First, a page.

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Graduation Day and Hope

My 22-year-old daughter, Ella, recently got her first full-time job. Of course my husband and I, Proud Parents, are excited. When I posted the news on Facebook, it received almost 80 “likes” in a 24-hour period, the biggest response I’ve ever had on social media.

Youth and inspiration.  Hope and possibility.

Ella seemed perplexed at my delight and the tears in my eyes when I showed her the response. She hasn’t yet even finished the paperwork, not yet set foot in the office. I explained that my friends, most of whom are in their 40s, 50s and 60s, love to see and encourage youth. To see our children and their friends succeed, make good, pursue excellence, contribute to the world.



Ethel Percy Andrus, an educator and the first woman high school principal in California, said: “The human contribution is the essential ingredient. It is only in the giving of oneself to others that we truly live.” I guess my friends like to see the essential ingredient. Life being lived. We like to know there is more to come. Life is constantly renewing itself, over and over and over again.


And we like to be reminded that we still have a lot to give. We’re here, vital, alive, participating!  It is the same thing watching people graduate. There is so much wriggling potential sitting there in one concentrated spot. So many caterpillars ready to unfold their wings . . .

At Ella’s graduation in May, Barbara Walters, well-known journalist and Sarah Lawrence alum, made a surprise visit. At age 84, having recently retired, Walters gave her writings, tapes, interviews of heads of state, etc. to the college. She created quite a buzz, so much so that the keynote speaker, Fareed Zakaria, joked he would be remembered as “that guy who spoke after Barbara Walters.” In truth, Zakaria gave a rousing speech about possibility and energy and creative thinking. We were on the edge of our seats. My Aunt, who graduated from Sarah Lawrence the year I was born (1960), was particularly pleased to feel the excitement of fresh beginnings.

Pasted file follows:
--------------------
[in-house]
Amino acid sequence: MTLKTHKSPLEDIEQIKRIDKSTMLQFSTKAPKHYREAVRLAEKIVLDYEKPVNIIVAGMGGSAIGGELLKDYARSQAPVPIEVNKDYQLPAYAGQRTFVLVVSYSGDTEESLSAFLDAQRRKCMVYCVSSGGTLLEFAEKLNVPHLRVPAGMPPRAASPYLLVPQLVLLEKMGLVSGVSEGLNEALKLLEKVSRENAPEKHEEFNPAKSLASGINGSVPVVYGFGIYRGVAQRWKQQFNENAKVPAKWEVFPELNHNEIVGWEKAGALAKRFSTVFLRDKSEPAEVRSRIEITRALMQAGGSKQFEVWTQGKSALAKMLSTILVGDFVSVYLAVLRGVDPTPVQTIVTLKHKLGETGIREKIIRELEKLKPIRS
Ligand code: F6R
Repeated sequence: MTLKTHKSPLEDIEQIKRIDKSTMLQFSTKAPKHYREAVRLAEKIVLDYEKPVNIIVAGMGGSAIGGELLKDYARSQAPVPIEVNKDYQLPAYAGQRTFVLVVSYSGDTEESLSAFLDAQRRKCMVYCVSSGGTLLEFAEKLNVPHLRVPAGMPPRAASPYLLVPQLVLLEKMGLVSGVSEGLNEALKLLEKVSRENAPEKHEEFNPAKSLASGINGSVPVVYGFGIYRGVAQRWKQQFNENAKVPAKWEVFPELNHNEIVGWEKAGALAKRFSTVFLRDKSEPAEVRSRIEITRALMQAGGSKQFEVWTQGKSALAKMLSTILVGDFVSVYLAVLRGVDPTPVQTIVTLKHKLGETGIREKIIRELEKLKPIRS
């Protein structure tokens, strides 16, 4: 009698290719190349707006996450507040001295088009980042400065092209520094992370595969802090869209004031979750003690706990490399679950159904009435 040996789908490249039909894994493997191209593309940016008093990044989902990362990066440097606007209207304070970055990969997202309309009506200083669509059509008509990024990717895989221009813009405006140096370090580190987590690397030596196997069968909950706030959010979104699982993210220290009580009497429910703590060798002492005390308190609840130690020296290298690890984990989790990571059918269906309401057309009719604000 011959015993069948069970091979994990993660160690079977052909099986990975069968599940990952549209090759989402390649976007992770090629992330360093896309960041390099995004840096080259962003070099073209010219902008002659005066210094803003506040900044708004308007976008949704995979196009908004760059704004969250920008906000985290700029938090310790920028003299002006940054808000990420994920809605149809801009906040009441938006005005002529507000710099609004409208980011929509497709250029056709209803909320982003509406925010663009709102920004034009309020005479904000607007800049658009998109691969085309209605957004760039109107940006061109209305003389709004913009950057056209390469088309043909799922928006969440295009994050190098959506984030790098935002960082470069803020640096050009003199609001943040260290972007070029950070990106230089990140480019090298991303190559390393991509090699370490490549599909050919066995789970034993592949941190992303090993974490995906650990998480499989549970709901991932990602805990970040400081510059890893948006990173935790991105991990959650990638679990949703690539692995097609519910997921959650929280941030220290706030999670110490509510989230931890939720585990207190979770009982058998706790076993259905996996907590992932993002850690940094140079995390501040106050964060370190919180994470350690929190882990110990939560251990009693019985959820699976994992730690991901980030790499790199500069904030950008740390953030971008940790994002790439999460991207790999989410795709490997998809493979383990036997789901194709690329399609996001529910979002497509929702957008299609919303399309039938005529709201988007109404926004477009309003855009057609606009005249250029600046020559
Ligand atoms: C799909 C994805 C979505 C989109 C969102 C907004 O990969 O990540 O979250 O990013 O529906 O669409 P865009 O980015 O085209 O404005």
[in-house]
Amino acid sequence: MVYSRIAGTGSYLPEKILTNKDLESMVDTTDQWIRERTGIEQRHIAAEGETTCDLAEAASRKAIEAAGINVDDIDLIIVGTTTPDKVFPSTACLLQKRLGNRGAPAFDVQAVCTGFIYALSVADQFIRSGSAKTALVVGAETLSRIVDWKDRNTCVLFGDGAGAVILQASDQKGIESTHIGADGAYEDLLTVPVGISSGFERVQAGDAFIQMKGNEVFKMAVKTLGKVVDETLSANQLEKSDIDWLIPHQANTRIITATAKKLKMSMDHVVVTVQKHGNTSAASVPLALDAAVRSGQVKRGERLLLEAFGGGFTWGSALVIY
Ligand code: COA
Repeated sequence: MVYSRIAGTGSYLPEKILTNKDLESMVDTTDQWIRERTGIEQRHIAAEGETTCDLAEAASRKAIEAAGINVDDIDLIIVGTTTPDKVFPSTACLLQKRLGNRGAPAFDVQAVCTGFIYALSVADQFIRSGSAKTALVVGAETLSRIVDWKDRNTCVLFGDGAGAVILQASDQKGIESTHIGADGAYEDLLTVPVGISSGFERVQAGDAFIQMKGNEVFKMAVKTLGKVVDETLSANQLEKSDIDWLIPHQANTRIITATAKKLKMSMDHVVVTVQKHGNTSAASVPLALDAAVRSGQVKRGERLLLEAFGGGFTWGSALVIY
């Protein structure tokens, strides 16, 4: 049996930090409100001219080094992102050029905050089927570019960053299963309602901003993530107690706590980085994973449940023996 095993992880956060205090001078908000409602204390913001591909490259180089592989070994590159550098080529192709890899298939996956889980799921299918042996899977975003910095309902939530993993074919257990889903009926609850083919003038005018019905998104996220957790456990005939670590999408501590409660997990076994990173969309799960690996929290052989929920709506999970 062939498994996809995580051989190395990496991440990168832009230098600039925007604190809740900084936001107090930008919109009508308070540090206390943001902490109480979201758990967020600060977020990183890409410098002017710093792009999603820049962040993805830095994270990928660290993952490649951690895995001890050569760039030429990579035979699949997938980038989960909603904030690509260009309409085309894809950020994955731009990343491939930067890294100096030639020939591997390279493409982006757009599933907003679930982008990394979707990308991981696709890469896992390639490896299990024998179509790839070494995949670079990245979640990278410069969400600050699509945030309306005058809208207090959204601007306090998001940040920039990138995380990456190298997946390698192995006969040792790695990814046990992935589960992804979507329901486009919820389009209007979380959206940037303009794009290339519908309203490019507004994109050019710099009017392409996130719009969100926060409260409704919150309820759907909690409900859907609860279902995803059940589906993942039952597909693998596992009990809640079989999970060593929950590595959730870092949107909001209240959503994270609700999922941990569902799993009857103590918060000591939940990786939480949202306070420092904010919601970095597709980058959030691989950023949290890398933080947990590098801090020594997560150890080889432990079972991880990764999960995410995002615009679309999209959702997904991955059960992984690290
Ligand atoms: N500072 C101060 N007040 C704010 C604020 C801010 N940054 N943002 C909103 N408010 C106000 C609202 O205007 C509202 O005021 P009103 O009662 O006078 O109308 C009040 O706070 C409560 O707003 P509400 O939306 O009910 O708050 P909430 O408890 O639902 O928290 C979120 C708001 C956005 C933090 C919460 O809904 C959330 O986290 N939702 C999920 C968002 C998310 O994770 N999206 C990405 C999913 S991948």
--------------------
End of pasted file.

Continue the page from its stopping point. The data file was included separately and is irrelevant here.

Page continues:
At first I told everyone that this was Ella’s first “real” job. She politely pointed out to me that actually all her other freelance jobs and internships throughout college and before have been real as well. I can see that now. And, she is stepping out in a different way. Hope surrounds her, protecting her with the breath of all of those parents who have let go of their children’s bike seats and handle bars on that first ride down the driveway. “You’re doing it, you’re doing it!”

I can feel my excitement as my daughter flies. Ella’s job gives her health benefits, a desk, a computer and maybe even a phone line. But best of all, her job gives to others. Makers.com is a website that tells the stories of women who have shaped the world over the past 50 years. Ella will help get their stories out and coordinate with other media sites to spread the inspiration.

I feel the undercurrent of excitement of all the parents, friends and students during this time in June, 2014. The culture of throwing caps in the air translates to a larger hope for the world.

“When you cease to make a contribution, you begin to die,” said Eleanor Roosevelt. As I sit here in Ashland’s Noble Café, typing on my computer next to Ella before she begins her new job a week from now, I feel the possibility myself of continuing to contribute. Learning more about social media and being a part of Facebook, LinkedIn, and even Twitter, I am present, emboldened by the rhythm and evolution of life.

Happy Graduation Day, Grads and families! Happy First Full-time Jobs!


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